"An acclaimed historian's definitive biography of the most important African-American figure of the 19th century, Frederick Douglass, who was to his century what Martin Luther King, Jr. was to the 20th century"—
The best-selling author of Hello Goodbye Hello shares a portrait of the sister of Elizabeth II that draws on eclectic sources to explore her controversial relationships, the contradictory aspects attributed to her character and the tragedies that overshadowed her life.
An intimate and uplifting memoir by the former First Lady chronicles the experiences that have shaped her remarkable life, from her childhood on the South Side of Chicago through her setbacks and achievements in the White House.
Presents a never-before-published work from the author of the American classic Their Eyes Were Watching God that illuminates the horror and injustices of slavery as it tells the true story of one of the last known survivors of the Atlantic slave trade — abducted from Africa on the last "Black Cargo" ship to arrive in the United States.
Draws on private journals, personal correspondence, and interviews with co-stars, family members, and former companions to profile the deeply complex and widely misunderstood matinee idol of Hollywood's Golden Age.
In a much-anticipated follow-up to the universally acclaimed first volume of a comprehensive Bing Crosby biography, an NBCC Winner and preeminent cultural critic focuses on Crosby's most memorable period, the war years and the origin story of White Christmas. 20,000 first printing.
The Epic Rivalry of Henry Clay, John Calhoun and Daniel Webster, the Second Generation of American Giants
"From New York Times bestselling historian H. W. Brands comes the riveting story of how America's second generation of political giants—Henry Clay, Daniel Webster, and John Calhoun—battled to complete the unfinished work of the Founding Fathers and decide the shape of our democracy. In the early days of the nineteenth century, three young men strode onto the national stage, elected to Congress at a moment when the Founding Fathers were beginning to retire to their farms. Daniel Webster of Massachusetts, a champion orator known for his eloquence, spoke for the North and its business class. Henry Clay of Kentucky, as dashing as he was ambitious, embodied the hopes of the rising West. South Carolina's John Calhoun, with piercing eyes and an even more piercing intellect, defended the South and slavery. Together this second generation of American founders took the country to war, battled one another for the presidency, and tasked themselves with finishing the work the Founders had left undone. Above all, they sought to remedy the two glaring flaws in the Constitution: its fudge on where authority ultimately rested, with the states or the nation; and its unwillingness to address the essential incompatibility of republicanism and slavery. They wrestled with these issues for four decades, arguing bitterly and hammering out political compromises that held the union together, but only just. Then, in 1850, when California moved to join the union as a free state, "the three great men of America" had one last chance to save the country from the real risk of civil war. But by then they were never further apart. Thrillingly and authoritatively, H. W. Brands narrates the little-known drama of the dangerous early years of our democracy"—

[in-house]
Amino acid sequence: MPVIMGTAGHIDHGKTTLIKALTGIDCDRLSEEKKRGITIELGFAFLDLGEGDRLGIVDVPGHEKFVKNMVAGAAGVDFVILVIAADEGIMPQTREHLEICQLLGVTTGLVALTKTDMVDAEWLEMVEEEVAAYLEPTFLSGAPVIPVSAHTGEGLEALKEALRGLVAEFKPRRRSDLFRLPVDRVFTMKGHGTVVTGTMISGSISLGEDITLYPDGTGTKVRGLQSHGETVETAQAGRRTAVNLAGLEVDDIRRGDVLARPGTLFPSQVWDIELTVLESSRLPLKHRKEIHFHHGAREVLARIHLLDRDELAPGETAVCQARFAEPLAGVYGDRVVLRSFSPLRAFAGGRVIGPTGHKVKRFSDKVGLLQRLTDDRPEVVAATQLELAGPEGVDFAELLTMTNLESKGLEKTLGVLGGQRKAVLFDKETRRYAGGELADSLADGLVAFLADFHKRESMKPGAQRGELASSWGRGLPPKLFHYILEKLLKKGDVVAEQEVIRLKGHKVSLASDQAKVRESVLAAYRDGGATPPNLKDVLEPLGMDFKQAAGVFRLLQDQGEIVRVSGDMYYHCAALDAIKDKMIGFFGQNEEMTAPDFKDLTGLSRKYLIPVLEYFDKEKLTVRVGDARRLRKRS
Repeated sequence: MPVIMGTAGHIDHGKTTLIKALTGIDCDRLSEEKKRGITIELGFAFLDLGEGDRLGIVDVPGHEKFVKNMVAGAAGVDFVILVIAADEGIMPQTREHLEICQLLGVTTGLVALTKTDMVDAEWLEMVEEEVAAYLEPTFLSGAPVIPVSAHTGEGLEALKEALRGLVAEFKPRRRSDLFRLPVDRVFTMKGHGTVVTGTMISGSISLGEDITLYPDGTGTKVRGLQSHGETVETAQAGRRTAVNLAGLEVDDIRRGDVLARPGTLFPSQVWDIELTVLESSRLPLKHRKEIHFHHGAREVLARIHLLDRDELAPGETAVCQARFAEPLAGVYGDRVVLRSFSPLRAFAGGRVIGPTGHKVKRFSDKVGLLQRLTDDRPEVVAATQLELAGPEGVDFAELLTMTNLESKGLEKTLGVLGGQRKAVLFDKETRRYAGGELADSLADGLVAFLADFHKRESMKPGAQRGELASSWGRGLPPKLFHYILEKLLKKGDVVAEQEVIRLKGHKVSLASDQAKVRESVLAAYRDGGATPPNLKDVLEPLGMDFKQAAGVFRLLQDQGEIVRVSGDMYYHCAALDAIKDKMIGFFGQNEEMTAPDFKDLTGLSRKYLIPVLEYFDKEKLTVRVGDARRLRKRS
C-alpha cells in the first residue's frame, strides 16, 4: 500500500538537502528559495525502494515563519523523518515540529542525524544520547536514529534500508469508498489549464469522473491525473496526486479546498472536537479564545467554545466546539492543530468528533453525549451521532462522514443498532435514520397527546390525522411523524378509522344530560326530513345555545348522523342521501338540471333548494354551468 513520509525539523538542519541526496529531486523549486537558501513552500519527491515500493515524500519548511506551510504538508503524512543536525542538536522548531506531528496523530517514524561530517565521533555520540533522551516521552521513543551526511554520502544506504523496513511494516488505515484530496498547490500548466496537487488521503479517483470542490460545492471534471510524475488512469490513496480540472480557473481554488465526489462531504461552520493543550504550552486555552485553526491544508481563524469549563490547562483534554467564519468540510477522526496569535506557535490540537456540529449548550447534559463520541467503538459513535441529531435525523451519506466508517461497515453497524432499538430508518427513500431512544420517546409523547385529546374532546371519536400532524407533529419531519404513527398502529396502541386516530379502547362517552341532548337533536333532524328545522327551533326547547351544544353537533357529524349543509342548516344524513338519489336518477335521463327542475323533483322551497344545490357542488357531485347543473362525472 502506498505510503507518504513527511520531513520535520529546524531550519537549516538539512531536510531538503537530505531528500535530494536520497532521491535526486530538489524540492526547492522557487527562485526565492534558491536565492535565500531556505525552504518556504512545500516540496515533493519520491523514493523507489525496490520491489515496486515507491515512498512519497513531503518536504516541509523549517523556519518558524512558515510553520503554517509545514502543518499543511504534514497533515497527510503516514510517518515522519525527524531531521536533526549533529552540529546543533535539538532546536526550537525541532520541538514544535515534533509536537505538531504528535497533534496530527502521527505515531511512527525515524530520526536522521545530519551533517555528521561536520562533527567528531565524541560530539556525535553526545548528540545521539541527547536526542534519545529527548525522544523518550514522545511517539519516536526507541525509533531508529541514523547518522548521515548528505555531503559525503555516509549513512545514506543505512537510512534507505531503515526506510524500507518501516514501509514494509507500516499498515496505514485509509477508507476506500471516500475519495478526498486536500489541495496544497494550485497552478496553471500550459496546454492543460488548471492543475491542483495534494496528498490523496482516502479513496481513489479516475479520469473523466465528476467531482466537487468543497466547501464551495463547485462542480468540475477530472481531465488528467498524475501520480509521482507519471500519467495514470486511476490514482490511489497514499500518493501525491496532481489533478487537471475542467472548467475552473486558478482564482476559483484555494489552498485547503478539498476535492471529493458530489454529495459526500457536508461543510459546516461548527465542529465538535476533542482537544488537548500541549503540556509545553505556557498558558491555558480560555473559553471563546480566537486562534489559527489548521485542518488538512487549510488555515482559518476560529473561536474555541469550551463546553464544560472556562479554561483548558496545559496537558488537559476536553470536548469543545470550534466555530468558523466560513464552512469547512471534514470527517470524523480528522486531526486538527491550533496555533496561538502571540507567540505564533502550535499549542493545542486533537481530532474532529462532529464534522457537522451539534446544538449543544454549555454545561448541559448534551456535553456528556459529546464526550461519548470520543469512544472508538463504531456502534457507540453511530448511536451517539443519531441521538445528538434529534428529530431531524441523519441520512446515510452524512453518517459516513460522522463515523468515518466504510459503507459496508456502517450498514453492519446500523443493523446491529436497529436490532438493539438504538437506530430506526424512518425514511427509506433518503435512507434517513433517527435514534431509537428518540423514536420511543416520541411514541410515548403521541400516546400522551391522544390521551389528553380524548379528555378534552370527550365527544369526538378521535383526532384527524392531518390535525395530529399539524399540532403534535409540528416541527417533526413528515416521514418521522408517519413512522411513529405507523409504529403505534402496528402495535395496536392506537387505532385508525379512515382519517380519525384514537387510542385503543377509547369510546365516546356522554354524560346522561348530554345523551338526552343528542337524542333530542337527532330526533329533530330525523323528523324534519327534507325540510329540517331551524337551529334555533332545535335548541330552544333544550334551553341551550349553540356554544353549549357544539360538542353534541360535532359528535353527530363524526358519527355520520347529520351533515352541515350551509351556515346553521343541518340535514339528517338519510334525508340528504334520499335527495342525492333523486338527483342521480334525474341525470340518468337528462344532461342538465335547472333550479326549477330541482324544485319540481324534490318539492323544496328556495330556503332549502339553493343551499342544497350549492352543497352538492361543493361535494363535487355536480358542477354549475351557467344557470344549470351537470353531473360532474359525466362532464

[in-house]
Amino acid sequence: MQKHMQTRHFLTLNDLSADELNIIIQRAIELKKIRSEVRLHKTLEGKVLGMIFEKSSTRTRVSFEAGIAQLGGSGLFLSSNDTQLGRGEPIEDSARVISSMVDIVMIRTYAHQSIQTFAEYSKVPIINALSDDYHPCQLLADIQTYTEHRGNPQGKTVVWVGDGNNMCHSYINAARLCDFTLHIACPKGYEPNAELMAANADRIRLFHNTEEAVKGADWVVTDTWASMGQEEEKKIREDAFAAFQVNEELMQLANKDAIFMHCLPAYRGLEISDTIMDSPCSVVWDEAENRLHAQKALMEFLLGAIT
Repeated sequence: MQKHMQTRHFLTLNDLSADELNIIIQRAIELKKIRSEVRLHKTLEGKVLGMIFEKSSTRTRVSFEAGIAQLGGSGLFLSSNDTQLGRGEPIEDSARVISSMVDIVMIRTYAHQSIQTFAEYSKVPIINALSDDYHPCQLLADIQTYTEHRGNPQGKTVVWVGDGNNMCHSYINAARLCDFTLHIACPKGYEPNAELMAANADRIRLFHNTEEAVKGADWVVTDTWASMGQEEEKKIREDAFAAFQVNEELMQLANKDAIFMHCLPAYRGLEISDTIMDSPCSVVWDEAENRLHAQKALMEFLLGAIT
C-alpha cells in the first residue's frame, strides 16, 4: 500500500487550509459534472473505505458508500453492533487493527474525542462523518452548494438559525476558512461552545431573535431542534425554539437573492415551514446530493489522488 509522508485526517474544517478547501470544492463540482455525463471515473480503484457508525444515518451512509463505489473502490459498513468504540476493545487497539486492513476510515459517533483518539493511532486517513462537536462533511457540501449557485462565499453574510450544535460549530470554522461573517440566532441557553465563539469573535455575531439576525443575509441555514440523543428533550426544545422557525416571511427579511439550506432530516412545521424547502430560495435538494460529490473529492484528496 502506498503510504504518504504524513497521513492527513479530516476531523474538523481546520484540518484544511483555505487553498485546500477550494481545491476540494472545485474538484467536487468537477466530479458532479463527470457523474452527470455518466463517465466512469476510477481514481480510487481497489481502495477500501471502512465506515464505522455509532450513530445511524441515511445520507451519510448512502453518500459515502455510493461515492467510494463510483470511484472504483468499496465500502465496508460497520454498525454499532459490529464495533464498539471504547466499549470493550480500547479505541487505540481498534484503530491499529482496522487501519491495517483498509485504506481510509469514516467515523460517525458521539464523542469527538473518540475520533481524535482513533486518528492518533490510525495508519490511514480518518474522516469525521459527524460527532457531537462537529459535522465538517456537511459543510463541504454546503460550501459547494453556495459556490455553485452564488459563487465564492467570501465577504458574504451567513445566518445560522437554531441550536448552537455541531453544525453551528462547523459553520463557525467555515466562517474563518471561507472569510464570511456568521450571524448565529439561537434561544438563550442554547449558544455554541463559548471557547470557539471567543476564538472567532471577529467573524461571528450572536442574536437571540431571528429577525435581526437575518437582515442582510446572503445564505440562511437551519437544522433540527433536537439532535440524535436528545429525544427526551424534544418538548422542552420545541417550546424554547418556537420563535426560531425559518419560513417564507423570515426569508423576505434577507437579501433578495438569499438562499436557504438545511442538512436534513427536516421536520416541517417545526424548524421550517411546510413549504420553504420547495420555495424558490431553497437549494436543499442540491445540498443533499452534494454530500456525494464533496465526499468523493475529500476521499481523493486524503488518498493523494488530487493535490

Adapted from Jon Lee Anderson's original biography, Che vividly transports us from young Ernesto's medical school days as a sensitive asthmatic to the battlefields of the Cuban revolution. Renowned Mexican artist José Hernández's drawings bring to life the bullets winging past the young rebel's head, the thick smoke of his and Fidel Castro's cigars, and his proud face as he's called "Comandante" for the first time.
This absorbing, heartfelt work uncovers the story of the real dancer behind Degas' now-iconic sculpture, and the struggles of late 19th-century Parisian life.
Reveals the deeply complicated, gregarious and eccentric man whose darkly hilarious and whimsically morbid art filled over a hundred books and illustrated the works of Samuel Beckett, T.S. Eliot, Edward Lear, John Updike and Bram Stoker.
An award-winning memoirist describes her experience with insomnia and the lows and highs brought about by sleeplessness and illuminates the condition with material from literature, art, philosophy, psychology, pop culture and more.
The You Must Remember This podcaster and author of Hollywood Frame by Frame draws on the stories of iconic actresses to reveal how Howard Hughes' obsessions with sex, power and publicity made and destroyed Hollywood careers. 60,000 first printing.